Abraham v. Commissioner of Social Security

Filing 23

MEMORANDUM OPINION AND ORDER. The Commissioner's final decision is hereby REVERSED and REMANDED with instructions for further consideration consistentwith the opinion herein. Signed by Magistrate Judge Judith K. Guthrie on 08/05/13. (mll, )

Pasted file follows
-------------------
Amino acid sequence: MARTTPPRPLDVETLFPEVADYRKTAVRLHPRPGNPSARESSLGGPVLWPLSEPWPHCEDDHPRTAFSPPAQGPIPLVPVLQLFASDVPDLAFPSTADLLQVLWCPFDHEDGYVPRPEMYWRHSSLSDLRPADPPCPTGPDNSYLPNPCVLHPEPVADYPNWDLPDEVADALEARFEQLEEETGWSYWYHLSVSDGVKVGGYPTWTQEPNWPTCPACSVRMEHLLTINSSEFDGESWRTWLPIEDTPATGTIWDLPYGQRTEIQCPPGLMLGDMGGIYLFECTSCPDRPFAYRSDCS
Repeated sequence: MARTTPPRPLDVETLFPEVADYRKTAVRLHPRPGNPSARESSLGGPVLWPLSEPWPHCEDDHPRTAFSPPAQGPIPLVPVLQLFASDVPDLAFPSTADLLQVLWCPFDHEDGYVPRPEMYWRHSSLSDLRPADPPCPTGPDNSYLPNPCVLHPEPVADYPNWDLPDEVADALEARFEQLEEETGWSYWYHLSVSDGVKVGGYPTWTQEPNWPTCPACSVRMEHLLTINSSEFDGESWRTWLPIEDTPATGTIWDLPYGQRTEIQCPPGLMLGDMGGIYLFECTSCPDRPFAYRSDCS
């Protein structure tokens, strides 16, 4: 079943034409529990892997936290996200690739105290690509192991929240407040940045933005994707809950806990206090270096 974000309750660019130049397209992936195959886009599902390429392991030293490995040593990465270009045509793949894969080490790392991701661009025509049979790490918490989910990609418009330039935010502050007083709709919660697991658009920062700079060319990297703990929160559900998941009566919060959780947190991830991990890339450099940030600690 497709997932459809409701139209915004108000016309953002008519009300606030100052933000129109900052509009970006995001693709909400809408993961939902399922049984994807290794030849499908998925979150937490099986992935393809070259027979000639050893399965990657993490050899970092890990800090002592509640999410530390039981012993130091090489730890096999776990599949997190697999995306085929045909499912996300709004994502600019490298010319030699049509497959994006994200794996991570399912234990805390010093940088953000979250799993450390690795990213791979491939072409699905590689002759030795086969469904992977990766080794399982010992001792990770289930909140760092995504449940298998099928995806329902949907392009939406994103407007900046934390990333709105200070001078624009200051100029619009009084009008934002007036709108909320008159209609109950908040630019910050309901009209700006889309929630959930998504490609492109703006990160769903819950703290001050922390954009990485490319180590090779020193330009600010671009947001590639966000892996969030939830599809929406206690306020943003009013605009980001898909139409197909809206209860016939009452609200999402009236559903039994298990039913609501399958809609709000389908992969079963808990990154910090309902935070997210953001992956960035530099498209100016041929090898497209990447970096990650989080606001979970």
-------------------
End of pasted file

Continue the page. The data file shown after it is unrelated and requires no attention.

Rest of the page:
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IN THE UNITED STATES DISTRICT COURT FOR THE EASTERN DISTRICT OF TEXAS TYLER DIVISION SHIRLEY ABRAHAM § v. § COMMISSIONER, SOCIAL SECURITY ADMINISTRATION § CIVIL ACTION NO. 6:11-CV-610 MEMORANDUM OPINION AND ORDER On November 11, 2011, Plaintiff initiated this civil action pursuant to the Social Security Act (The Act), Section 205(g) for judicial review of the Commissioner’s denial of Plaintiff’s application for Social Security benefits. Pursuant to 28 U.S.C. § 636(c), the case was assigned to the undersigned for disposition. I. HISTORY On November 14, 2007, Plaintiff filed a Title XVI application for supplemental security income benefits. See Transcript (“Tr.”) at 15 (Administrative Law Judge (“ALJ”) decision). She alleged disability beginning on December 1, 2003. Id. The claim was denied initially on March 25, 2008, and upon reconsideration on June 28, 2008. Id. Plaintiff sought review of the denial. An administrative hearing was conducted before the ALJ on November 21, 2008. Id. at 15, 24-43 (hearing transcript). Plaintiff appeared and testified, represented by counsel. Id. In addition, impartial vocational expert witness Wendy P. Klamm also testified. Id. The ALJ issued an unfavorable decision on July 2, 2009, id. at 12-23, and Plaintiff sought review. On August 5, 2011, the Appeals Council denied review. Tr. at 5. Therefore, the ALJ’s 1 decision became the Commissioner’s final decision. See Sims v. Apfel, 530 U.S. 103, 106-07, 120 S. Ct. 2080, 147 L. Ed. 2d 80 (2000). Plaintiff then filed the instant action for review by this Court. II. STANDARD Title XVI of the Act provides for supplemental security income for the disabled. Judicial review of the denial of disability benefits under section 205(g) of the Act, 42, U.S.C. § 405(g), is limited to “determining whether the decision is supported by substantial evidence in the record and whether the proper legal standards were used in evaluating the evidence.” Bowling v. Shalala, 36 F.3d 431, 435 (5th Cir. 1994) (quoting Villa v. Sullivan, 895 F.2d 1019, 1021 (5th Cir. 1990)); Muse v. Sullivan, 925 F.2d 785, 789 (5th Cir. 1991) (per curiam). A finding of no substantial evidence is appropriate only where there is a conspicuous absence of credible choices or no contrary medical evidence. Johnson v. Bowen, 864 F.2d 340, 343-44 (5th Cir. 1988) (citing Hames v. Heckler, 707 F.2d 162, 164 (5th Cir. 1983)). Accordingly, the Court “may not reweigh the evidence in the record, nor try the issues de novo, nor substitute [the Court’s] judgment for the [Commissioner]’s, even if the evidence preponderates against the [Commissioner]’s decision.” Bowling, 36 F.3d at 435 (quoting Harrell v. Bowen, 862 F.2d 471, 475 (5th Cir. 1988)); see Spellman v. Shalala, 1 F.3d 357, 360 (5th Cir. 1993); Anthony v. Sullivan, 954 F.2d 289, 295 (5th Cir. 1992); Cook v. Heckler, 750 F.2d 391, 392 (5th Cir. 1985). Rather, conflicts in the evidence are for the Commissioner to decide. Spellman, 1 F.3d 357, 360 (5th Cir. 1993) (citing Selders v. Sullivan, 914 F.2d 614, 617 (5th Cir. 1990)); Anthony, 954 F.2d 289, 295 (5th Cir. 1992) (citing Patton v. Schweiker, 697 F.2d 590, 592 (5th Cir. 1983)). A decision on the ultimate issue of whether a claimant is disabled, as defined in the Act, rests with the Commissioner. Newton v. Apfel, 209 F.3d 448, 455-56 (5th Cir. 2000); Social Security Ruling (“SSR”) 96-5p. 2 “Substantial evidence is more than a scintilla but less than a preponderance – that is, enough that a reasonable mind would judge it sufficient to support the decision.” Pena v. Astrue, 271 Fed.Appx. 382, 383 (5th Cir.2003) (citing Falco v. Shalala, 27 F.3d 160, 162 (5th Cir.1994)). Substantial evidence includes four factors: (1) objective medical facts or clinical findings; (2) diagnoses of examining physicians; (3) subjective evidence of pain and disability; and (4) the plaintiff’s age, education, and work history. Fraga v. Bowen, 810 F.2d 1296, 1302, n.4 (5th Cir. 1987). If supported by substantial evidence, the decision of the Commissioner is conclusive and must be affirmed. Richardson v. Perales, 402 U.S. 389, 390, 91 S. Ct. 1420, 28 L. Ed. 2d 842 (1971). However, the Court must do more than “rubber stamp” the ALJ’s decision; the Court must “scrutinize the record and take into account whatever fairly detracts from the substantiality of evidence supporting the [Commissioner]’s findings.” Cook, 750 F.2d 391, 393 (5th Cir. 1985). The Court may remand for additional evidence if substantial evidence is lacking or “upon a showing that there is new evidence which is material and that there is good cause for the failure to incorporate such evidence into the record in a prior proceeding.” 42. U.S.C. § 405(g) (2000); Latham v. Shalala, 36 F.3d 482, 483 (5th Cir. 1994). A claimant for disability has the burden of proving a disability. Wren v. Sullivan, 925 F.2d 123, 125 (5th Cir. 1991). The Act defines “disability” as an “inability to engage in any substantial gainful activity by reason of any medically determinable physical or mental impairment which can be expected to result in death or which can be expected to last for a continuous period of not less than 12 months.” 42 U.S.C. § 416(i)(1)(A); 42 U.S.C. § 423(d)(1)(A). A “physical or mental impairment” is an anatomical, physiological, or psychological abnormality which is demonstrable by acceptable clinical and laboratory diagnostic techniques. 42 U.S.C. § 423(d)(2)(A); 42 U.S.C. § 1382c(a)(3)(B). 3 In order to determine whether a claimant is disabled, the Commissioner must utilize a fivestep, sequential process. Villa, 895 F.2d at 1022. A finding of “disabled” or “not disabled” at any step of the sequential process ends the inquiry. Id.; see Bowling, 36 F.3d at 435 (citing Harrel, 862 F.2d at 475). Under the five-step sequential analysis, the Commissioner must determine at Step One whether the claimant is currently engaged in substantial gainful activity. At Step Two, the Commissioner must determine whether one or more of the claimant’s impairments are severe. At Step Three, the Commissioner must determine whether the claimant has an impairment or combination of impairments that meet or equal one of the listings in Appendix I. Prior to moving to Step Four, the Commissioner must determine the claimant’s Residual Functional Capacity (“RFC”), or the most that the claimant can do given his impairments, both severe and non-severe. Then, at Step Four, the Commissioner must determine whether the claimant is capable of performing his past relevant work. Finally, at Step Five, the Commissioner must determine whether the claimant can perform other work available in the local or national economy. 20 C.F.R. § 416.920(b)-(f). An affirmative answer at Step One or a negative answer at Steps Two, Four, or Five results in a finding of “not disabled.” See Villa, 895 F.2d at 1022. An affirmative answer at Step Three, or an affirmative answer at Steps Four and Five, creates a presumption of disability. Id. The burden of proof is on the claimant for the first four steps, but shifts to the Commissioner at Step Five if the claimant shows that he cannot perform his past relevant work. Anderson v. Sullivan, 887 F.2d 630, 632-33 (5th Cir. 1989) (per curiam). The additional procedure for evaluating a mental impairment is set forth in 20 C.F.R. § 416.920a (the “special technique” for assessing mental impairments, supplementing the five-step sequential analysis). First, the ALJ must determine the presence or absence of certain medical 4 findings relevant to the ability to work. 20 C.F.R. § 416.920a(b)(1). Second, when the claimant establishes these medical findings, the ALJ must rate the degree of functional loss resulting from the impairment by considering four areas of function: (a) activities of daily living; (b) social functioning; (c) concentration, persistence, or pace; and (d) episodes of decompensation. Id., § 416.920a(c)(2-4). Third, after rating the degree of loss, the ALJ must determine whether the claimant has a severe mental impairment. Id., § 416.920a(d). If the ALJ’s assessment is “none” or “mild” in the first three categories above, and is “none” in the fourth category, the claimant’s mental impairment is “not severe, unless the evidence otherwise indicates that there is more than a minimal limitation in [the claimant’s] ability to do basic work activities.” Id., § 416.920a(d)(1). Fourth, when a mental impairment is found to be severe, the ALJ must determine if it meets or equals a Listing. Id., § 416.920a(d)(2). Finally, if a Listing is not met, the ALJ must then perform a residual functional capacity assessment, and the ALJ's decision “must incorporate the pertinent findings and conclusions” regarding the claimant's mental impairment, including “a specific finding as to the degree of limitation in each of the functional areas described in [§ 416.920a(c)(3)] .” Id., § 416.920a (d)(3), (e)(2). III. ADMINISTRATIVE LAW JUDGE’S FINDINGS The ALJ made the following findings in his July 2, 2009, decision: The claimant has not engaged in substantial gainful activity since November 14, 2007, the application date (20 C.F.R. § 416.971 et seq.). The claimant has the following severe impairments: obesity; chronic pain in the lumbar spine; insulin-dependent diabetes mellitus; dysthymic disorder, late onset; and generalized anxiety disorder (20 C.F.R. § 416.920(c)). 5 The claimant does not have an impairment or combination of impairments that meets or medically equals one of the listed impairments in 20 C.F.R. Part 404, Subpart P, Appendix 1 (20 C.F.R. §§ 416.925 and 416.926). After careful consideration of the entire record, the undersigned finds that the claimant has the residual functional capacity to perform light work as defined in 20 C.F.R. § 404.1567(b) except she can occasionally climb (but never ladders, ropes or scaffolds). She cannot work around dangerous, moving machinery or at unprotected heights. She has moderate limitations in the ability to understand, remember, and carry out detailed instructions, maintain attention and concentration for extended periods, complete a normal workday and workweek without interruptions from psychologically based symptoms and to perform at a consistent pace without an unreasonable number and length of rest periods, accept instructions and respond appropriately to criticism from supervisors, and respond appropriately to changes in the work setting. The claimant has no past relevant work (20 C.F.R. § 416.965). Considering the claimant’s age, education, work experience, and residual functional capacity, there are jobs that exist in significant numbers in the national economy that the claimant can perform (20 C.F.R. §§ 416.969 and 416.969a). The claimant has not been under a disability, as defined in the Social Security Act, since November 14, 2007, the date the application was filed (20 C.F.R. § 416.920(g)). Tr. at 17, 18, 20, 22, 23. The ALJ determined that Plaintiff was not disabled under section 1614(a)(3)(A) of the Social Security Act. Tr. at 23. IV. DISCUSSION AND ANALYSIS Plaintiff alleges that her ability to work is limited by “Type II dibetes, kidney problems, [high blood pressure].” Tr. at 101 (undated Disability Report - Adult) (amended from all capitals). She alleges that “My diabetes causes me to get dizzy. I’m afraid I might fall down. My left leg gives out very easily which causes further problems.” Id. (amended from all capitals.) On or about March 2008, she alleges that her conditions have changed, specifically, “obesity - headaches - feet swell sinus problems - congestion - depression - diabetes - HBP.” Tr. at 130 (undated Disability Report - 6 Appeal). She asserts that she has new limitations including “poor vision - teeth bother her.” Id. She asserts no further changes in a subsequent report. Tr. at 152. At the administrative hearing, Plaintiff testified that she had not worked since she filed her disability application and had not tried to do so. Tr. at 26-27. She testified that her diabetes kept her from working. Id. at 27. She further testified that she could perform the representative job of cafeteria attendant, which was a possibility identified by the vocational expert, “if it’s not a whole lot of walking.” Id. at 29. She stated her feet and ankles swell and her leg goes numb if she stands up too long. Id. She feels tingling and itching, related to her diabetes. Id. If she sits down, she testified she has to keep her feet elevated or they swell. Id. She was equivocal about the values of her blood sugars, stating “it’s very rarely normal; runs 166 to 2-something, sometime it get up to 3.” Id. However, she also testified that she tries to eat fruits, vegetables, fish and chicken, but that “when that runs out I mean, I have to eat what I got, you know.” Id. at 30. She had recently checked her blood pressure, which read 142 over 90. Id. If she stands more than “[a]bout 15 to 30 minutes,” she feels sharp pains down her legs and hips, and she has to sit down until “it cools down, and get back up.” Id. at 31. If she sits more than 15 to 30 minutes, she feels sharp pains up her lower back, so she spend the day getting up and down. Id. She sleeps all right when she takes her medication, which makes her sleepy. Id. at 32. Plaintiff further testified she does not go out much but goes shopping with her cousin, who does most of the walking. Id. She cares for her mentally retarded son, who cannot talk. Id. She has problems with balancing and has arthritis in her hands. Id. at 34-35. She has trouble bending and straightening her fingers. Id. at 35. She also complained of tendinitis in her left hip. Id. She also 7 swells up from her diabetes, and sometimes it makes it hard for her to breathe. Id. at 36. Her vision is blurry sometimes and her eye veers off. Id. at 38. She also has headaches. Id. She also testified she had been taking antidepressants for “a long time” for anxiety, mood swings, crying and depression. Id. at 39. She stated she is 5'2" tall and, after some consideration, testified that she weighs “270-something.” Id. at 40-41. Plaintiff asserts two issues: (1) the ALJ failed to cite the correct severity standard or provide evidence that the correct severity standard was used at Step Two, creating legal error that requires remand (Pltf Brf at 1, 10); (2) the ALJ’s credibility findings were not supported by substantial evidence (id. at 1, 13). A. ALJ’s Credibility Determination Addressing Plaintiff’s second contention first, she asserts that the ALJ’s determination of her credibility was not supported by substantial evidence. The ALJ, as opposed to the Court, is the fact finder and may determine the credibility of witnesses and medical evidence. Griego v. Sullivan, 940 F.2d 942, 945 (5th Cir. 1991). As the Fifth Circuit has determined, It is within the ALJ’s discretion to determine the disabling nature of a claimant’s pain, and the ALJ’s determination is entitled to considerable deference. The determination whether an applicant is able to work despite some pain is within the province of the administrative agency and should be upheld if supported by substantial evidence. Moreover, pain must be constant, unremitting, and wholly unresponsive to therapeutic treatment to be disabling. Subjective complaints of pain must also be corroborated by objective medical evidence. Chambliss v. Massanari, 269 F.3d 520, 522 (5th Cir.2001) (per curiam) (internal citations omitted). It is well settled that pain in and of itself may be disabling. Cook v. Heckler, 750 F.2d 391 (5th Cir. 1985). Not all pain, however, is disabling. Carry v. Heckler, 750 F.2d 479, 485 (5th Cir. 1985). To 8 rise to the level of disabling, pain must be “constant, unremitting, and wholly unresponsive to therapeutic treatment.” Chambliss, 269 F.3d at 522; Falco, 27 F.3d at 163. The ALJ must consider subjective evidence of pain, but it must be corroborated by objective medical evidence and it is within the ALJ's discretion to determine the pain’s disabling nature. Wren, 925 F.2d at 128-29; Houston v. Sullivan, 895 F.2d 1012, 1016 (5th Cir.1989); see also 42 U.S.C. § 423(d)(5)(A) (“An individual’s statement as to pain or other symptoms shall not alone be conclusive of disability.”). An ALJ must follow a two-step process in determining the credibility of a plaintiff’s subjective claims: first, the ALJ must determine whether there is an impairment that reasonably produced the symptoms of which the plaintiff complains. Salgado v. Astrue, 271 Fed. Appx. 456, 458-59 (5th Cir. 2008) (per curiam) (citing Social Security Ruling (“SSR”) 96-7p, 1996 WL 374186, at *1 (1996)). Here, the ALJ determined that Plaintiff has the severe impairments of obesity; chronic pain in the lumbar spine; insulin-dependent diabetes mellitus; dysthymic disorder, late onset; and generalized anxiety disorder. Tr. at 17. Second, if such an impairment(s) is identified, the ALJ must then consider the plaintiff’s statements about symptoms and the remaining evidence in the record to determine the strength of the symptoms and how they affect the plaintiff’s ability to do basic work. This requires the ALJ to make a finding of the credibility of the plaintiff’s statements about the symptoms and their functional effects. Salgado, 271 Fed. Appx. at 459 (citing SSR 96-7p). A non-exclusive list of factors to be considered in making the second determination include: “(1) the claimant’s daily activities; (2) the location, duration, frequency, and intensity of pain or other symptoms (3) factors that precipitate and aggravate symptoms; (4) the type, dosage, effectiveness, and side effects of any medication taken to alleviate pain or other symptoms; (5) treatment, other than medication, for relief of pain or other symptoms; (6) 9 measures other than treatment the claimant uses to relieve pain or other symptoms [ ]; and (7) any other factors concerning the claimant’s functional limitations and restrictions due to pain or other symptoms.” Wilson v. Astrue, 2010 WL 1566748, at *10 (N.D. Tex. Mar. 19, 2010) (quoting SSR 967p, 1996 WL 374186, at *3); see also 20 C.F.R. §§ 404.1529(c)(3), 416.929(c)(3). However, though an ALJ must give specific reasons for a credibility determination, “neither the regulation nor interpretive case law requires that an ALJ name, enumerate, and discuss each factor in outline or other rigid, mechanical form. It suffices when the administrative decision is sufficiently specific to make clear that the regulatory factors were considered.” Prince v. Barnhart, 418 F. Supp. 2d 863, 871 (E.D. Tex. 2005). Here, the ALJ determined that Plaintiff’s “medically determinable impairments could reasonably be expected to cause the alleged symptoms; however, the claimant’s statements concerning the intensity, persistence and limiting effects of these symptoms are not credible to the extent they are inconsistent with the above residual functional capacity assessment.” Tr. at 21. In making this statement, the ALJ compared Plaintiff’s written and testimonial descriptions of her symptoms and limitations to the RFC he had determined and found them not credible to the extent they conflicted with the RFC. However, the ALJ based his determination of RFC on the reports of the state agency non-examining physician and psychiatrist who filed reports on her Physical Residual Functional Capacity Assessment (Randal Reid, M.D., Tr. at 236-43), and Psychiatric Review Technique and Mental Residual Functional Capacity Assessment (Leela Reddy, M.D., Tr. at 218-31 and 232-34, respectively). He did review some of the factors listed above, but focused primarily on Plaintiff’s reported activities of daily living, some aspects of consultative examining physician Dr. Zapata’s report (Tr. at 206-10), and the non-examining state agency physicians’ reports. 10 As noted above, the ALJ’s physical RFC determination was based on Dr. Reid’s nonexamining physician’s Physical RFC Assessment; in turn, that was based in large part on Dr. Zapata’s consultative examiner’s report and perhaps to some extent on the progress notes from the Gregg County Health Department, see, e.g., Tr. at 166-205. The ALJ’s determination of Plaintiff’s credibility also appears to be based largely on the Physical RFC Assessment and portions of Dr. Zapata’s consultative report. Plaintiff’s objection to the ALJ’s credibility determination turns on certain subjective evidence of her physical symptoms and limitations, compared to the physical capabilities portion of the RFC. For example, Plaintiff testified that she cannot stand or walk very long and that her legs swell and become numb; she cannot sit very long due to her back pain; she has trouble with manipulation; and her vision is blurred and affected by an eye that veers. None of those conditions or limitations are reflected in the ALJ’s determination of RFC. The ALJ addressed some of these points, noting, for example, that Dr. Zapata measured her bilateral hand grip as normal. Tr. at 21. However, he also found that she had a “full, bilateral manual dexterity.” Id. at 20. He did not cite objective medical evidence, nor is there anything in the record to support, this affirmative statement that contradicts Plaintiff’s testimony of the effect of her arthritic hands. Dr. Zapata diagnosed Plaintiff with likely impingement syndrome of the left shoulder, Tr. at 210, and specifically found on examination that the range of motion of her left shoulder is “about fifty percent in all directions and every time she tries to move her left shoulder she kind of makes faces and states she has pain.” Tr. at 209. He also documented Plaintiff’s difficulty in using her left arm and, for example, putting her clothes on. Id. at 208. However, Dr. Reid opined, in contradiction to the examining physician’s testing, that Plaintiff has no manipulative limitations, including the ability to reach in all directions. Tr. at 230. That is wholly aside from any colorable question of manual 11 dexterity. The ALJ did not take Dr. Zapata’s finding into consideration when analyzing Plaintiff’s subjective evidence of difficulty in manipulation. The ALJ additionally found that Plaintiff “is capable of walking or standing approximately 6 hours a day, and sitting approximately 2 hours a day. She can also sit most of the time with some pushing and pulling of arm or leg controls.” Tr. at 20. This finding is apparently based on Dr. Reid’s opinion that Plaintiff could stand and/or walk a total of about 6 hours in an 8-hour workday; sit about 6 hours in an 8-hour workday; and push and/or pull (including operation of hand and/or foot controls) without limitation other than as for lift and/or carry (which was found to be 20 pounds occasionally and 10 pounds frequently). Tr. at 237. However, Dr. Zapata found on examination that there is a “definite visible swelling in both lower extremities from the both knees down,” making it difficult to find pulses in both feet. Tr. at 209. He also found she has “very poor balance” and Plaintiff could not walk on her heels; Dr. Zapata therefore would not let her attempt to walk on toes, in tandem, or squat down. Id. He reported Plaintiff’s statement that she has “a very difficult time in walking three to four hundred yards at a normal pace because of the pain in both knees and her lower back radiating to the left lower extremity.” Tr. at 207-08. Although the latter observation is based on Plaintiff’s selfreporting, Dr. Zapata appears to have given it credence in his report. None of these findings is consistent with the ability to stand and walk six hours a day, or to operate foot controls as described. Both Dr. Reid and the ALJ considered and discounted Plaintiff’s complaints of her vision based on Dr. Zapata’s visual acuity test revealing that she has uncorrected 20/50 vision bilaterally. See Tr. at 21, 243. In fact, Dr. Reid opined she has no visual limitations, a position apparently taken by the ALJ as well. Id. However, Dr. Zapata’s visual acuity finding was based simply on a Snellen eye chart, not a more sophisticated ophthalmologist’s test, Tr. at 209, and it does not take into account any effect from the “very obvious left eye divergent strabismus,” or offset eye, that Dr. Zapata documented. Id. 12 In fact, he recorded that the divergent strabismus is getting worse and Plaintiff “virtually depends on her right eye visual field.” Id. at 208. The ALJ also observed that “[t]he claimant testified that her son is mentally retarded and cannot speak; therefore, it is reasonable to infer that Ms. Abraham is physically able to perform many exertional and postural activities.” Tr. at 21. There is no basis for a finding that the ability to help a family member communicate equates to the ability to perform physical activities. In sum, the Physical RFC Assessment by Dr. Reid does not appear to have taken all of Dr. Zapata’s findings into consideration, undermining the ALJ’s reliance on it. Finally, although this is not dispositive, during the administrative hearing, the ALJ asked a few precursor questions of Plaintiff, then abruptly examined the testifying vocational expert. Without having obtained Plaintiff’s subjective testimony, the ALJ presented the vocational expert with a fully developed RFC (the same RFC stated by Dr. Reid and that the ALJ included in his written decision). The RFC included the ability to perform light work with the same postural limitations and mental limitations as stated in the decision, and asked the vocational expert if there were jobs the Plaintiff could perform under that RFC. See Tr. at 27-28. The vocational expert responded that representative jobs such as cafeteria attendant and laundry classifier were available. Id. at 28. It was only after that testimony that the ALJ took Plaintiff’s subjective testimony of symptoms and limitations; however, the ALJ did not amend his RFC description in any way after her testimony. Taken in conjunction with the observations above, that at least presents the appearance that the RFC was established without considering Plaintiff’s testimony. Taken alone, that point is not sufficient to warrant remand. However, there are sufficient issues outlined above to inform the conclusion that Dr. Reid’s Physical RFC Assessment, on which the ALJ based his determination, did not fully take Dr. Zapata’s clinical 13 findings into account. Therefore, the credibility analysis built thereon falls short and does not constitute a determination supported by substantial evidence.1 For that reason, the Court will reverse the Commissioner’s final decision and remand for further consideration of Plaintiff’s credibility. B. The ALJ’s Step Two Determination Because of the findings above, it is not necessary to determine whether the ALJ properly assessed the severity of all of Plaintiff’s impairments. It is accordingly ORDERED that the Commissioner’s final decision is hereby REVERSED and REMANDED pursuant to sentence four of 42 U.S.C. § 405(g) with instructions for further consideration consistent with the opinion herein. So ORDERED and SIGNED this 5 day of August, 2013. ____________________________ JUDITH K. GUTHRIE UNITED STATES MAGISTRATE JUDGE 1 Further, both jobs identified by the vocational expert require frequent reaching and light level work, which may require lengthy standing or walking or operation of foot controls. See DICOT 361.687-014, 1991 WL 672991 (G.P.O.) (Classifier) and DICOT 311.677-010, 1991 WL 672694 (G.P.O.) (Cafeteria Attendant). Absent a more-considered determination of Plaintiff’s credibility and her subjective evidence, it is not apparent that she has the ability to perform one or more of these activities. 14